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— A Look at Baseball's All-Time Best

Monday, August 24, 2015

Most Meritorious Player: 1908 Ballot

For 1908, each voter should rank the top 10 players from all leagues combined.

Balloting is scheduled to close at 4pm EDT on 2 September 2015.

Anyone can vote, even if you do not normally participate in Hall of Merit discussions. If have never participated in an MMP election, just post a preliminary ballot in the discussion thread by 1 September 2015.

For detailed rules see one of our previous ballots.

DL from MN Posted: August 24, 2015 at 10:13 AM | 17 comment(s) Login to Bookmark
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   1. DL from MN Posted: August 24, 2015 at 11:14 AM (#5024925)
1) Honus Wagner - best season of the 1900s so far.
2) Christy Mathewson - incredibly effective this season
3) John Henry Lloyd - By far the best hitter in black baseball this season. Good SS also
4) Napoleon Lajoie - ridiculously good fielding numbers
5) Ed Walsh - tons of innings
6) Cy Young
7) Roger Bresnahan - C bonus
8) Joe Tinker
9) George McQuillan
10) Mordecai Brown - makes the ballot without considering leveraging

11-15) Matty McIntyre, Ty Cobb, Mike Donlin, Tommy Leach, Rube Foster
16-20) Charles Earle, Hans Lobert, Pete Hill, Bill Monroe, Art Devlin
21-24) Addie Joss, Fielder Jones, Sherry Magee, Eddie Plank
   2. caiman Posted: August 24, 2015 at 08:15 PM (#5025517)
Here's my RPA highest rated players in 1908, based upon runs produced:

1. Honus Wagner 69.26 runs
2. Christy Mathewson 52.22 runs
3. Addie Joss 42.18 runs
4. Mordecai Brown 39.72 runs
5. Ed Walsh 37.99 runs
6. Ty Cobb 33.84 runs
7. Doc Gessler 33.58 runs
8. Matty McIntyre 31.48 runs
9. Sam Crawford 29.89 runs
10. Mike Donlin 28.32 runs
   3. DL from MN Posted: September 01, 2015 at 01:58 PM (#5030264)
Doesn't look like balloting will be closing tomorrow
   4. Qufini Posted: September 01, 2015 at 04:08 PM (#5030420)
Sorry about that. I had told Grandma Murphy that I'd take a second look at John Henry Lloyd's MLEs before posting my final ballot and didn't have time until today.

What I discovered is that we didn't have JHL's statistical record for 1908 back in 2008 when Chris Cobb worked up his MLEs. Lloyd's 1908 numbers were therefore estimated based on an arc from 1907 to 1909-10. It looks to me like Cobb may have underestimated Lloyd's 1908 based on the information we had at the time. 7 years later, Seamheads has now filled in that portion of Lloyd's career and we know that Lloyd's breakout season happened one year earlier than previously estimated.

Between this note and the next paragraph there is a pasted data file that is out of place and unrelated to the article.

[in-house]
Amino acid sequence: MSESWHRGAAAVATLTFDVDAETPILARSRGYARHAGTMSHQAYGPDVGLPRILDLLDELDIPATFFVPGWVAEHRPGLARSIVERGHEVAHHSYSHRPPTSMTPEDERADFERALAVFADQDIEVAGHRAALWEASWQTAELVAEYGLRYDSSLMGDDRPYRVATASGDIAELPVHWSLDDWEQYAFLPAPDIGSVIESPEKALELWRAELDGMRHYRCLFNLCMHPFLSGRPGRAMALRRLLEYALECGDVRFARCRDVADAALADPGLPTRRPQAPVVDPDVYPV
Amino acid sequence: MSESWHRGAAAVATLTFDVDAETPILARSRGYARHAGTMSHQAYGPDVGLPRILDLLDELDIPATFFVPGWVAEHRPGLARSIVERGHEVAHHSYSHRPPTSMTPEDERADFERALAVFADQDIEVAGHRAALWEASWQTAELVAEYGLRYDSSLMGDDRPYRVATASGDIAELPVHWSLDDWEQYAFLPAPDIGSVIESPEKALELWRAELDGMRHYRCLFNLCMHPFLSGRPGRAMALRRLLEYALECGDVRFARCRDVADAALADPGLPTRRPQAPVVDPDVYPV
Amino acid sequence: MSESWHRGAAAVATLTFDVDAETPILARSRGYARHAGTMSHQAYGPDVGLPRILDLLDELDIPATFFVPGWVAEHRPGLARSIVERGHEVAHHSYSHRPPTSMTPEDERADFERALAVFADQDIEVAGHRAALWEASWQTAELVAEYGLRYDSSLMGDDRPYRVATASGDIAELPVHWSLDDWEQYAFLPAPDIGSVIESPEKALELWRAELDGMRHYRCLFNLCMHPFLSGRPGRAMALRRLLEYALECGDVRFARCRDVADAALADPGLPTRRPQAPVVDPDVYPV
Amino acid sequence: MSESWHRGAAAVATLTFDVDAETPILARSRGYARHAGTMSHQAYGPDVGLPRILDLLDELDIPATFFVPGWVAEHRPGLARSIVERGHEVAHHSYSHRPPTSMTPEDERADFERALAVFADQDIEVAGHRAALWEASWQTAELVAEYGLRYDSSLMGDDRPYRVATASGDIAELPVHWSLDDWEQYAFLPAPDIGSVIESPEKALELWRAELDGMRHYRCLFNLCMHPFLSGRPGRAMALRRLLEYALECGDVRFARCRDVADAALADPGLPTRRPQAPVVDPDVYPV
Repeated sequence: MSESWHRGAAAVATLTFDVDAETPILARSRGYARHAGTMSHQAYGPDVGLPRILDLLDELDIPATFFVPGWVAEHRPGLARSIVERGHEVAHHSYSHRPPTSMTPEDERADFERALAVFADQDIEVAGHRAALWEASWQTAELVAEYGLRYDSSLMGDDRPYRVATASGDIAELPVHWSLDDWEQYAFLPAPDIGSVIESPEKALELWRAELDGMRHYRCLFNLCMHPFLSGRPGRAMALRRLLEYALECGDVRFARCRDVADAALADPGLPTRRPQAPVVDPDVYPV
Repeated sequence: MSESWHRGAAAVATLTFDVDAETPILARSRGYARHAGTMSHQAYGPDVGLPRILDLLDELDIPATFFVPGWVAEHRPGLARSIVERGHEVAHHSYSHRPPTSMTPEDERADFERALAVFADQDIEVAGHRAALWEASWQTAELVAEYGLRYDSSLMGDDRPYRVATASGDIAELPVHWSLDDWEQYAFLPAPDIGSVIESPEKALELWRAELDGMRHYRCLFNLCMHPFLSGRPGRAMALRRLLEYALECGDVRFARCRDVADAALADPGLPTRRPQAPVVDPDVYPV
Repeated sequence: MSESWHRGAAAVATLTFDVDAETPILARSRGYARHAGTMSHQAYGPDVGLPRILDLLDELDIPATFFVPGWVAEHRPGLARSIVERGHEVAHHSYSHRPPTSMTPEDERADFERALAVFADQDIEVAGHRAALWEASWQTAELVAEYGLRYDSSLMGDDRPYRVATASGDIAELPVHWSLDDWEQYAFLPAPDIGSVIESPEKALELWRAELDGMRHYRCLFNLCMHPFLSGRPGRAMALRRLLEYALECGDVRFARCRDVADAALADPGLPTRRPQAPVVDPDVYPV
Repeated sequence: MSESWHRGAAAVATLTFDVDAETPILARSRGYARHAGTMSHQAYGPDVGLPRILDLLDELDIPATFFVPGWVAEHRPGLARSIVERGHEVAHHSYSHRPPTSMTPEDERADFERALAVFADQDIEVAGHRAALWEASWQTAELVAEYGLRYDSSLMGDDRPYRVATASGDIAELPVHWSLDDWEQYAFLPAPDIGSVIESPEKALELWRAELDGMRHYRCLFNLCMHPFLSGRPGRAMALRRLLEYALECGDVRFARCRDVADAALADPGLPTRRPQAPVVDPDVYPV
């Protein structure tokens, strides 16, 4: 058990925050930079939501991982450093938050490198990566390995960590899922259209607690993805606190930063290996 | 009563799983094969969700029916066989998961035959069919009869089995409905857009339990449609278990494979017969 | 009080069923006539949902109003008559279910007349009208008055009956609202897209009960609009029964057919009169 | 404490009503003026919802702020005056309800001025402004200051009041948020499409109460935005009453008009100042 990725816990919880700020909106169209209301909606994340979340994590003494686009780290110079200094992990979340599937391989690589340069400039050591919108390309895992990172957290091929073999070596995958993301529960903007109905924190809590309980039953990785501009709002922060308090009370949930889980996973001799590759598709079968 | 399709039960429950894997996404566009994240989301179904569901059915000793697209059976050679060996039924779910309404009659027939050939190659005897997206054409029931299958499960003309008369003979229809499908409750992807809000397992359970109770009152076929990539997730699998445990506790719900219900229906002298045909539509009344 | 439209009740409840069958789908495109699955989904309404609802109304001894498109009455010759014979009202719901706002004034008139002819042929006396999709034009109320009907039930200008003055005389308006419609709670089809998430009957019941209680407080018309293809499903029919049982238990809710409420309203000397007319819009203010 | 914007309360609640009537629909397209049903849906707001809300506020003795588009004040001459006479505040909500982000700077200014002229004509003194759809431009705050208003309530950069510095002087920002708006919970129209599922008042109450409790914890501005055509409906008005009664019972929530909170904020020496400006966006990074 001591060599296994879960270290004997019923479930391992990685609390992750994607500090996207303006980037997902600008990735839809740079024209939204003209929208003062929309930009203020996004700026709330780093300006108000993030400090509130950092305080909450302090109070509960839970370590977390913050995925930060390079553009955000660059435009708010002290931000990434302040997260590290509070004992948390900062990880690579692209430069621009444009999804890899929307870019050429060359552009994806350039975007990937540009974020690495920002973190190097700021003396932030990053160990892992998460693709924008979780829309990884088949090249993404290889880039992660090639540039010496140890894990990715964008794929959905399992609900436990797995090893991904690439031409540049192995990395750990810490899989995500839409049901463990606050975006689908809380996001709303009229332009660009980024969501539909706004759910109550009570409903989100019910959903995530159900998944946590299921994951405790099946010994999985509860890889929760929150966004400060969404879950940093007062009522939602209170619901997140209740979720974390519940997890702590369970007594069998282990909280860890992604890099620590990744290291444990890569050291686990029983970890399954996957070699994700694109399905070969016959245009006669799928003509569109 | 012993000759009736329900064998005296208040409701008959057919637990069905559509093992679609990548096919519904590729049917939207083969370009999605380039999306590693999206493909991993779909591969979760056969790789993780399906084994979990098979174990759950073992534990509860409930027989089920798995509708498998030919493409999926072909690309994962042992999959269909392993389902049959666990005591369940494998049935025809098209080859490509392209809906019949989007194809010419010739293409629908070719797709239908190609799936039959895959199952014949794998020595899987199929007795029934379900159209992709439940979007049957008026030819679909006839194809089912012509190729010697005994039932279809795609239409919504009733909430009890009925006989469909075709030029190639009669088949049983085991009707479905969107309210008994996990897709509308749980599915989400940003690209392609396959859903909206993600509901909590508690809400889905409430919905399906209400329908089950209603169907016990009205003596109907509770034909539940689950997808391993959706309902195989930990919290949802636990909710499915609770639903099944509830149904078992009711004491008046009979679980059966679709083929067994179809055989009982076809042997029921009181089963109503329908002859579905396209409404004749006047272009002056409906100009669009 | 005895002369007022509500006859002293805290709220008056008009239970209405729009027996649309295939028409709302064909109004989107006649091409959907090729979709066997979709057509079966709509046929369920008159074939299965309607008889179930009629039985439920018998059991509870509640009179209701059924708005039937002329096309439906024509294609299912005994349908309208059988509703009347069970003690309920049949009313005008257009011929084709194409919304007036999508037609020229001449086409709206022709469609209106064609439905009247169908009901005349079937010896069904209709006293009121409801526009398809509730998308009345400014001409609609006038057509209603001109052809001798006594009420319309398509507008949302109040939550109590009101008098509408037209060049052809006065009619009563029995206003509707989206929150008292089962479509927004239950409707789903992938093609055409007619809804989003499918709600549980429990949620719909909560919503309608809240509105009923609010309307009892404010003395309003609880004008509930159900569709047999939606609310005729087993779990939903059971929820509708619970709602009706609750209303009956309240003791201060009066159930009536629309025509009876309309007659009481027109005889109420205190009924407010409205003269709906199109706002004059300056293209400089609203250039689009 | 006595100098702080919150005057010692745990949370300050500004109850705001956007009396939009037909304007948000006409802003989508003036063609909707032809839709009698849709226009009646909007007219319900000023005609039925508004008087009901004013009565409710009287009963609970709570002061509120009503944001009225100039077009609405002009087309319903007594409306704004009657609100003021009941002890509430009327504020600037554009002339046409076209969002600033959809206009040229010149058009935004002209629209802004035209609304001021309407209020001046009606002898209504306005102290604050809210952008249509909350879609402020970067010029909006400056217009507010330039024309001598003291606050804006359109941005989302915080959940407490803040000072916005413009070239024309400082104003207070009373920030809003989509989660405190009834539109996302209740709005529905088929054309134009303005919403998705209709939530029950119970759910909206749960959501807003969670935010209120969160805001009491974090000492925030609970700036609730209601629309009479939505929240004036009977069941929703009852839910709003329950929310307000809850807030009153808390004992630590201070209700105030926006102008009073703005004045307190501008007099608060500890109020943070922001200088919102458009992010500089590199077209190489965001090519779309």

All that is to say, I'm sticking with my prelim placement of Lloyd.

1908 Ballot

1. Honus Wagner, SS, Pittsburgh Pirates: even more dominant than 1907, 205 OPS+ leads the league by 50 points
2. Addie Joss, P, Cleveland Naps: Joss' 1.16 ERA is good for a 204 ERA+
3. Ed Walsh, P, Chicago White Sox: Walsh's 464 IP are paired with a 162 ERA+
4. John Henry Lloyd, SS, Philadelphia Giants: a 231 OPS+; 10.2 Win Shares nearly double the next position player
5. Christy Mathewson, P, New York Giants: 168 ERA+ in NL-leading 390 innings
6. Cy Young, P, Boston Red Sox: 1.26 ERA is good for a 193 ERA+
7. Napoleon Lajoie, 2B, Cleveland Naps: holds off Ty Cobb as the best position player in the AL due to still superior defense
8. Ty Cobb, RF, Detroit Tigers: leads the AL in OPS+ with 169 and RC with 100
9. George McQuillan, P, Philadelphia Phillies: 157 ERA+ is 3rd in NL, 359 IP are 2nd
10. Mike Donlin, RF, New York Giants: a nice comeback season, 2nd in OPS+ and RC

11. Sam Crawford, CF, Detroit Tigers
12. Roger Bresnahan, C, New York Giants
13. Mordecai Brown, P, Chicago Cubs
14. Charles Earle, P, Brooklyn Royal Giants
15. Joe Tinker, SS, Chicago Cubs